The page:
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WI have what it takes


Andi Thornhill

WI have what it takes

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THE?PLOT?has to thicken if the West Indies are to do well against Australia in the Digicel Test cricket series.
Our boys did well and perhaps exceeded expectations in the shorter versions of the game against much more highly rated opponents, but they cannot become complacent and believe they have won the battle.
In fact, the war has just begun. What the West Indies must do is use the momentum gained in drawn series in the 50 overs and T20s to stake even stronger claims in the more testing form of the game.
While the T20s in particular might be regarded as an entertainment spectacle, the West Indies can take heart from the fact that they looked very competitive against the Aussies and should be approaching the Tests with the same zest and self-belief.
They must wear the Obama mantra on their sleeves: Yes, we can.
On reflection, they can because they should have definitely won the One-Day series by a convincing margin but they let the rattled tourists off the hook when they had opportunities to drive nails in their coffin and bury them.
This is where killer instinct will be required in the Tests. Let us agree that tactical approaches will be different for both sides in the Tests but mental aptitude can prove to be the common factor that will contribute to the outcome of matches.
The fear factor was a non-factor for the West Indies in the dress rehearsals for the Tests and even though the composition of the Australians’ line-up will be different in both batting and bowling, I believe we will have the ammunition to stand up and be counted, with home advantage playing a vital role.
Most importantly they must stay united behind their captain Darren Sammy. Unity is strength and I was impressed with how the team worked willingly and diligently for Sammy, giving the impression that the dressing room was speaking with one voice.
The challenge
Sammy has faced since becoming captain is that his place in the team has always been questioned on the grounds of his performance. So, in reality he has to be an inspirational leader who must lift his troops by example with both bat and ball to gain acceptance and get the critics off his back.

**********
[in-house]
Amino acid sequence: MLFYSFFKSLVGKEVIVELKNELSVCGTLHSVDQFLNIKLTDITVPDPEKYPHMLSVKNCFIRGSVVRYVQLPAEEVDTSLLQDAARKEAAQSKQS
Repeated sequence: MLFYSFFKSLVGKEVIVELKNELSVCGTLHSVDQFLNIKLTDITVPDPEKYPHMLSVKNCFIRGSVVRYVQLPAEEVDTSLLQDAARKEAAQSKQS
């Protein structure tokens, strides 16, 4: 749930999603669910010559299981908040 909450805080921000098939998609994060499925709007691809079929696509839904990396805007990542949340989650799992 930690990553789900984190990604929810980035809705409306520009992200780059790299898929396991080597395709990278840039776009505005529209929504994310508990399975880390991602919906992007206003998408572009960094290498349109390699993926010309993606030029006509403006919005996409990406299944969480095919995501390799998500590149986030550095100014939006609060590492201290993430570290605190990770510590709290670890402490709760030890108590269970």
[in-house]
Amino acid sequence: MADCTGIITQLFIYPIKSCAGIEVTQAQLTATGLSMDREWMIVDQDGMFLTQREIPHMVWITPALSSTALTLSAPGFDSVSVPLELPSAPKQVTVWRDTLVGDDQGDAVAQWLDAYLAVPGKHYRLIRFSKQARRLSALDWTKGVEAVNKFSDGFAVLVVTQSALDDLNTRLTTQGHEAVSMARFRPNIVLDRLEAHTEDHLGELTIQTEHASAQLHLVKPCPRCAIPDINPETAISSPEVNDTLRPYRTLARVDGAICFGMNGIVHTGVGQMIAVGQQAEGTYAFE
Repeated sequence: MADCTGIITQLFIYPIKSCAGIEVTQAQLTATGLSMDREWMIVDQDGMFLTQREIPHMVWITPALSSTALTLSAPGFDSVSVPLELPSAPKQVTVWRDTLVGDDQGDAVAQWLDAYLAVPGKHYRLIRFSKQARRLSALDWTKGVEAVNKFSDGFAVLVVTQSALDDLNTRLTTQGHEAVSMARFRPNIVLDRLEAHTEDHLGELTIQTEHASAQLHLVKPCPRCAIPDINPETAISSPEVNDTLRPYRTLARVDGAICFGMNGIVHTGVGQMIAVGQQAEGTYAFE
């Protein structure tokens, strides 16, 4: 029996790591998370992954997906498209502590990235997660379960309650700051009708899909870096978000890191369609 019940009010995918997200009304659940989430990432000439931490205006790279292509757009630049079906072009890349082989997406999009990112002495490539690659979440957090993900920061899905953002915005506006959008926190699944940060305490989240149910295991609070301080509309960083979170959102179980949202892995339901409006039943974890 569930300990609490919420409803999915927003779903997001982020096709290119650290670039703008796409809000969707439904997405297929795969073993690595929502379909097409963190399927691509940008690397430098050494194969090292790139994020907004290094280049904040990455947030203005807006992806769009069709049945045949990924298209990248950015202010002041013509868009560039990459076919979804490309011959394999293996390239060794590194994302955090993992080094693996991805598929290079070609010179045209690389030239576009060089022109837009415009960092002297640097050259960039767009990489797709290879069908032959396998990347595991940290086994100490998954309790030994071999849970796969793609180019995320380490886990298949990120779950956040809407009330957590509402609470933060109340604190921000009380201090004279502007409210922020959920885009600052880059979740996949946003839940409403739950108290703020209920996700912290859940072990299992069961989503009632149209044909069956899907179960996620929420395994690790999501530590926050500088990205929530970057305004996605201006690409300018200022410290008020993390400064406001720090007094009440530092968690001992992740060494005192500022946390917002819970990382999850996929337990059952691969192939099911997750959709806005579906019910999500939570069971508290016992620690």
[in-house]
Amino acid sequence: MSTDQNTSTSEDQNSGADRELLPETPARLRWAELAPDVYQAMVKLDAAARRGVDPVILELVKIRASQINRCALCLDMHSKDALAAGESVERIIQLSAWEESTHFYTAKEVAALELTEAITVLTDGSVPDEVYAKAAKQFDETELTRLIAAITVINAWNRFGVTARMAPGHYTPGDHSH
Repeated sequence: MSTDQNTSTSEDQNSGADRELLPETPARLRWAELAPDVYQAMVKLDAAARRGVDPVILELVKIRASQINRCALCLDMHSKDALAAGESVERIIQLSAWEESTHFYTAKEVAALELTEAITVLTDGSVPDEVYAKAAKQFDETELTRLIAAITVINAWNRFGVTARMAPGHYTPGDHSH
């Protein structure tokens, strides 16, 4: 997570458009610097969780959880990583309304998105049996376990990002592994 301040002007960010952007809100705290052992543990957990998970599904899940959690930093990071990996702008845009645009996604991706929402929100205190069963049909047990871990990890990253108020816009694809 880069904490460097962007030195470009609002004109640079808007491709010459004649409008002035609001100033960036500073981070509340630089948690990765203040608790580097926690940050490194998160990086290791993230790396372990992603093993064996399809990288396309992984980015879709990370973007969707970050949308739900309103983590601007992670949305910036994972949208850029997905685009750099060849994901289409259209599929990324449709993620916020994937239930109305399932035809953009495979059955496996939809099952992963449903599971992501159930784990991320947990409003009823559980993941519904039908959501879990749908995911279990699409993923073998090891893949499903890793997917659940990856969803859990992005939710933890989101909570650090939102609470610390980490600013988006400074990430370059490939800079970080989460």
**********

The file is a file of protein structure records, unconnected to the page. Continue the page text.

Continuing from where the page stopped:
His ball-beating heroics in the final One Day International in his native St Lucia bore that hallmark and his superb captaincy in the second T20 at Kensington Oval was very instrumental in the West Indies’ winning the game and levelling the series. He won some friends who may have been some of his worst critics previously.
The team had made some incremental gains on last year’s Asian tour and I duly expect that growth to be sustained against the Australians and in other series against England and New Zealand. I will not divert from that position once they continue to show the discipline coach Ottis Gibson has been trying to instil in the ranks since his appointment two years ago.
Team selection, as always, will be crucial in the quest to topple opponents who are themselves in a state of transition. Their dismissal of India in a recent home series proved, though, that they can still be ruthless if allowed to dictate the terms of a game.
I believe the talismanic Dwayne Smith has a compelling case for a return to the Test team, and playing in front of his home crowd is the place to suitably reward him for a marked improvement in his overall game, particularly his batting.
Let’s face it. If Dwayne Bravo was available, he would have been a surety to start. His absence should make it a straight swap and a formality for Smith, who played an inspired knock in the final T20.
Under normal circumstances, Tino Best, based on his performance in the regional competition, would be a certainty to play at the Oval in conditions that are likely to favour bowlers of his pace and hostility. However, the likes of Fidel Edwards, Ravi Rampaul and Kemar Roach will start ahead of him with Sammy and presumably Smith providing the rest of the firepower.
It is a pity that the Indian Premier League will rob mystery spinner Sunil Narine of a chance to mesmerize the opposition that hasn’t mastered him, albeit that captain Michael Clarke and the evergreen Ricky Ponting were not here to be exposed to his guile. I don’t think the Aussies will be mourning his loss like us.
This scenario brings into focus the downside of the myriad lucrative T20 tournaments because they force cricketers to choose either being nationalistic and committed to their countries or making loads of money in quick time.
The only solution would be for an organization like the West Indies Cricket Board to compensate players who would be lured to the T20 tournaments in a manner that would eliminate having to choose between two masters.
I imagine they would claim they do not have the resources to do such and the other real perspective is that some players in an effort to secure their financial future beyond their cricketing days would not want to give up such tangible returns anyhow.
Until the game’s governing body devises a method to regulate these tournaments in a way that creates minimum dislocation, it will remain an issue that could see many more stars call time on their Test careers to capitalize on their worth and marketability in cricket’s biggest drawing card at the moment.
• Andi Thornhill is an award-winning freelance sports journalist.

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